This article was originally published in The Notebook. In August 2020, The Notebook became Chalkbeat Philadelphia.
UPDATED 8:20 p.m. with documents
As part of busy meeting today, Philadelphia’s School Reform Commission reviewed a new draft agreement between the District and two of the largest charter school umbrella organizations in the state.
As part of the deal, charters could accept new accountability measures and targets in exchange for the conditional right to expand their enrollments. The deal could also make it easier to shut down low-performing charters. The city and state are also expected to be parties to the agreement.
Details on the so-called "Philadelphia Great Schools Compact" were presented by Lori Shorr, who is the city’s chief education officer and also serves as a new "executive advisor" to both the SRC and to the District’s leadership team. During the meeting, the city issued an announcement of the compact.
Also at the SRC today, District staff were presenting to the commission on the first-year performance of the District’s initial cohort of Renaissance charters and Promise Academies.
Public testimony on the District’s recently announced school closing recommendations was also on the agenda, with two speakers protesting the proposed closing of E.M. Stanton.
The meeting, which started at 3 p.m., was the first for newly confirmed SRC Chairman Pedro Ramos. The District broadcast the proceedings on PSTV-52 and streaming its coverage live online.
As one of his first orders of business, Ramos announced that he was setting up and would be naming members of four SRC committees:
- Finance and audit (to be led by Feather Houstoun, who is still awaiting Senate confirmation);
- Safety and engagement (Lorene Cary);
- a committee dealing with charters, choice, turnaround, and rightsizing (Joseph Dworetzky); and
- a committee on Career and Technical Education, school innovation, data, and integrity (Wendell Pritchett).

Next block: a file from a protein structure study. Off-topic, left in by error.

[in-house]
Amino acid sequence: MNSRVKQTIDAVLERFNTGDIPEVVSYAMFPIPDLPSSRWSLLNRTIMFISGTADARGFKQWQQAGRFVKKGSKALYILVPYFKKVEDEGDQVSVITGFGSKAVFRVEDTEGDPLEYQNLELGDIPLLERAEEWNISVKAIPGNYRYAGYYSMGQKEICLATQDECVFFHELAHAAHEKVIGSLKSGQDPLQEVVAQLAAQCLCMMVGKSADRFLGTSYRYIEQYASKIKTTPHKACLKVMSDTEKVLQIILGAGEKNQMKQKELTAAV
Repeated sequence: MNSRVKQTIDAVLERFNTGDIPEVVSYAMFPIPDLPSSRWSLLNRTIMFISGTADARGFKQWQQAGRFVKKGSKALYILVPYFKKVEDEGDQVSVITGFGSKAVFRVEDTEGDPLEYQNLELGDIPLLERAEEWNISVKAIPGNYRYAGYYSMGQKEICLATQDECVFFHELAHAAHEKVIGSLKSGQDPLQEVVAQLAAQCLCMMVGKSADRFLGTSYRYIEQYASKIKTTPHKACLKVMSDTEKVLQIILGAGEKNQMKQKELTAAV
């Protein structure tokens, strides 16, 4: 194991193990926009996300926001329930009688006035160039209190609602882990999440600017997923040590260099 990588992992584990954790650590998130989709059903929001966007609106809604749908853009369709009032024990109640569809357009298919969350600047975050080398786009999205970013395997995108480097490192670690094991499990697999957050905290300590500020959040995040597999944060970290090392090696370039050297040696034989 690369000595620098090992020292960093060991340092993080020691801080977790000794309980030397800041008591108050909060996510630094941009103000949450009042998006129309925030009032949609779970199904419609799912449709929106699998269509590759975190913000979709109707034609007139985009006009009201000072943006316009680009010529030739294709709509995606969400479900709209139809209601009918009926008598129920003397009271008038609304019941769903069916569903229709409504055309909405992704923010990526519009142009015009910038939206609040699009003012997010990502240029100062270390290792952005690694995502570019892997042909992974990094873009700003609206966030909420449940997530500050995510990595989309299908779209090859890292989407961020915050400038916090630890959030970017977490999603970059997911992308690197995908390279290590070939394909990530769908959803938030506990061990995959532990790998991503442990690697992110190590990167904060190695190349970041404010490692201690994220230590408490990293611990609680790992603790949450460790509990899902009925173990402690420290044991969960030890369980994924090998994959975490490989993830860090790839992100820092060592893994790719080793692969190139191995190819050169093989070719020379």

Committee membership would not be limited to commissioners.
Ramos also noted that the SRC is looking to move its action meetings later in the day so that it would be easier for people who work during the day to participate.
In a presentation, Eva Gold and Michael Norton of Research for Action discussed their findings in the first year of an evaluation of Renaissance Schools, both charter conversions and Promise Academies. Among their key conclusions is that most of the Renaissance schools struggled with parental engagement and that the involvement and effectiveness of School Advisory Councils varied among schools. Gold said the SACs should get a small budget to help draw parents to meetings.
In response to a question from Dworetzky over why there isn’t more current achievement and climate information for the schools studied, Gold suggested that the SRC meet more regularly with principals, SAC chairs, and teacher leaders in Renaissance charters and Promise Academies to get a better real-time sense of what is going on.
She also said that the SRC actually gets more up-to-date information than RFA does.
In another departure from past practice at these meetings, the SRC invited comments from the audience regarding the presentations. One of the first audience members to take the opportunity to pose a question, retired teacher Lisa Haver, prefaced her question by saying, "I’ve been coming to these meetings for a long time and this has never happened."
And the first question, by Brian Armstead of the Philadelphia Education Fund, asked why the RFA study didn’t include more specific outcomes measures such as graduation rates.
Norton said that they are still negotiating about the "best outcome measures we can use" to assess progress.
Scott Gordon, CE O of Mastery Charter, said that, in his view, big questions have already been answered: specifically that it is possible to turn around failing schools. "The results are dramatic," he said. "All that information is publicly available now. I’d hate to be focused on process questions when bottom line answers are actually available."
Gold responded that RFA is "doing a different task and are looking at data historically and comparatively, the compilation of which is not instantly available, but [when it is] we’ll be able to see effect of this initiative over the long term."
Gordon said later that he knows of no plans to have another cohort of Renaissance charter schools next year, adding that the "window is rapidly closing." The new SRC has yet to evaluate the District’s fiscal situation before expanding initiatives – Ramos said that straightening out finances is his first order of business – and have put many things on hold.
But Gordon said that he thinks the District actually saves money by turning over schools to charter organizations like his own.